The National Park Service this week designated the Carrizo Plain Archeological District in California as a National Historic Landmark.
The remote eastern edge of San Luis Obispo County represents a unique concentration of ancient sites, art, and artifacts. Anthropologists, archeologists, artists, and novelists have all recognized the outstanding significance of this important archeological district for almost a century.
The Carrizo sites contains a wide variety of sites, including rock art panels and motifs, village midden deposits, quarries, and rock cairns. Eighteen of the properties are pictograph sites; these represent what is probably one of the largest and best concentrations of painted rock art in the U.S.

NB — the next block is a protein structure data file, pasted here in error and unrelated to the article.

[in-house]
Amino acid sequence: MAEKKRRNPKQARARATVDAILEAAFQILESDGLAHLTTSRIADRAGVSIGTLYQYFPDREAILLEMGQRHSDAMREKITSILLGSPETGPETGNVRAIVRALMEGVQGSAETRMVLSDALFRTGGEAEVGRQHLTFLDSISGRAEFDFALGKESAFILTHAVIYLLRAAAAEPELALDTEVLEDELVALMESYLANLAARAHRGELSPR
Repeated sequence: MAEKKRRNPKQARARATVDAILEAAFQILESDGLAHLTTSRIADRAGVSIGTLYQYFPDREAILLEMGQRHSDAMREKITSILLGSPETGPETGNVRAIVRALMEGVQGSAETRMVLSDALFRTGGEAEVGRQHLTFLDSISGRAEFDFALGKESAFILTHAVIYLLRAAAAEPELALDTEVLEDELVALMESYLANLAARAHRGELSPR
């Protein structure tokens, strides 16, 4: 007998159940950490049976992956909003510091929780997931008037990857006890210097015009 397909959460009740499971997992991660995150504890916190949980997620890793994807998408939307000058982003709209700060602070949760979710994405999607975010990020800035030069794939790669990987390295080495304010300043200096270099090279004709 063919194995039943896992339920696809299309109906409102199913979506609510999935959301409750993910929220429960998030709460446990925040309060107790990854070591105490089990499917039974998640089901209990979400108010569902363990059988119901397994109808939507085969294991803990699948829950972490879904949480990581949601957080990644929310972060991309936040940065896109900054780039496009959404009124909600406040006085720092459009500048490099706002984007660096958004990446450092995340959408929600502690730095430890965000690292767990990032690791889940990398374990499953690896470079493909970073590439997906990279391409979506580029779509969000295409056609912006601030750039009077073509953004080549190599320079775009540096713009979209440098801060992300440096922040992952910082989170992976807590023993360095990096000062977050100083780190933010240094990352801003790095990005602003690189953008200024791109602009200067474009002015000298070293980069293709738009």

The information found at these locations illustrate a worldview that was shared by many North American precontact hunter-gatherer groups. The district sites also reflect both the demographic expansion that characterized much of the western United States about four thousand years ago and the population collapse that emerged about a thousand years ago as a result of what is called the Medieval Climatic Anomaly.
“Landmarks teach us about the history of our land, our people, and our nation, from archeological sites dating back more than two millennia to a mid-twentieth century building,” Director Jarvis said. “In designating these sites as National Historic Landmarks, we complement President Obama’s America’s Great Outdoors Initiative to reconnect people, especially young people, to our nation’s historic, cultural, and natural heritage.”
“This new listing will join approximately 2,500 other sites in the National Historic Landmark Program,” said Director Jarvis. “These places showcase our rich and complex history – from prehistoric time right up to the modern era.”